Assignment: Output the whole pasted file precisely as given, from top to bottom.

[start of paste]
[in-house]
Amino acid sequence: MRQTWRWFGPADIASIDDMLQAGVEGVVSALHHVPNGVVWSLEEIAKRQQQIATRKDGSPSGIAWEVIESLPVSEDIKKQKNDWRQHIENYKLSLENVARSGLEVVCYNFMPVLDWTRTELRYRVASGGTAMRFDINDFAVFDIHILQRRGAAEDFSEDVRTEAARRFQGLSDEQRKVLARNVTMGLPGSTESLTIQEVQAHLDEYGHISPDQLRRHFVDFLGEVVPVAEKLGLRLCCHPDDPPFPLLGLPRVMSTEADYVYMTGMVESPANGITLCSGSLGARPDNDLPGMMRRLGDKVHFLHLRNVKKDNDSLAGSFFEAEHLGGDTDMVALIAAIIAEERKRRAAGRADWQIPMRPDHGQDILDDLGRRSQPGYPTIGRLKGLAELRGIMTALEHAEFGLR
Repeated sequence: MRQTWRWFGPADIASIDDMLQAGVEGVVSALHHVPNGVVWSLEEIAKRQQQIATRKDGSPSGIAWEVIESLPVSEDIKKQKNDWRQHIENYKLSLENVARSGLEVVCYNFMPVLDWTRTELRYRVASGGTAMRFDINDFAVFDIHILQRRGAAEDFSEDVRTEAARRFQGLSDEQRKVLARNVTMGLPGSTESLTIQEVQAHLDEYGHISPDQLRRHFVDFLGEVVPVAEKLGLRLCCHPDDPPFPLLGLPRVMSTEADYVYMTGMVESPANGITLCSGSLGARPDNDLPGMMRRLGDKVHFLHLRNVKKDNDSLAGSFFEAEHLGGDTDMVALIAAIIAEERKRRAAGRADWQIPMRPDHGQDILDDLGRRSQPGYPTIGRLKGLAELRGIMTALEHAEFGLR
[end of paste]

[in-house]
Amino acid sequence: MRQTWRWFGPADIASIDDMLQAGVEGVVSALHHVPNGVVWSLEEIAKRQQQIATRKDGSPSGIAWEVIESLPVSEDIKKQKNDWRQHIENYKLSLENVARSGLEVVCYNFMPVLDWTRTELRYRVASGGTAMRFDINDFAVFDIHILQRRGAAEDFSEDVRTEAARRFQGLSDEQRKVLARNVTMGLPGSTESLTIQEVQAHLDEYGHISPDQLRRHFVDFLGEVVPVAEKLGLRLCCHPDDPPFPLLGLPRVMSTEADYVYMTGMVESPANGITLCSGSLGARPDNDLPGMMRRLGDKVHFLHLRNVKKDNDSLAGSFFEAEHLGGDTDMVALIAAIIAEERKRRAAGRADWQIPMRPDHGQDILDDLGRRSQPGYPTIGRLKGLAELRGIMTALEHAEFGLR
Repeated sequence: MRQTWRWFGPADIASIDDMLQAGVEGVVSALHHVPNGVVWSLEEIAKRQQQIATRKDGSPSGIAWEVIESLPVSEDIKKQKNDWRQHIENYKLSLENVARSGLEVVCYNFMPVLDWTRTELRYRVASGGTAMRFDINDFAVFDIHILQRRGAAEDFSEDVRTEAARRFQGLSDEQRKVLARNVTMGLPGSTESLTIQEVQAHLDEYGHISPDQLRRHFVDFLGEVVPVAEKLGLRLCCHPDDPPFPLLGLPRVMSTEADYVYMTGMVESPANGITLCSGSLGARPDNDLPGMMRRLGDKVHFLHLRNVKKDNDSLAGSFFEAEHLGGDTDMVALIAAIIAEERKRRAAGRADWQIPMRPDHGQDILDDLGRRSQPGYPTIGRLKGLAELRGIMTALEHAEFGLR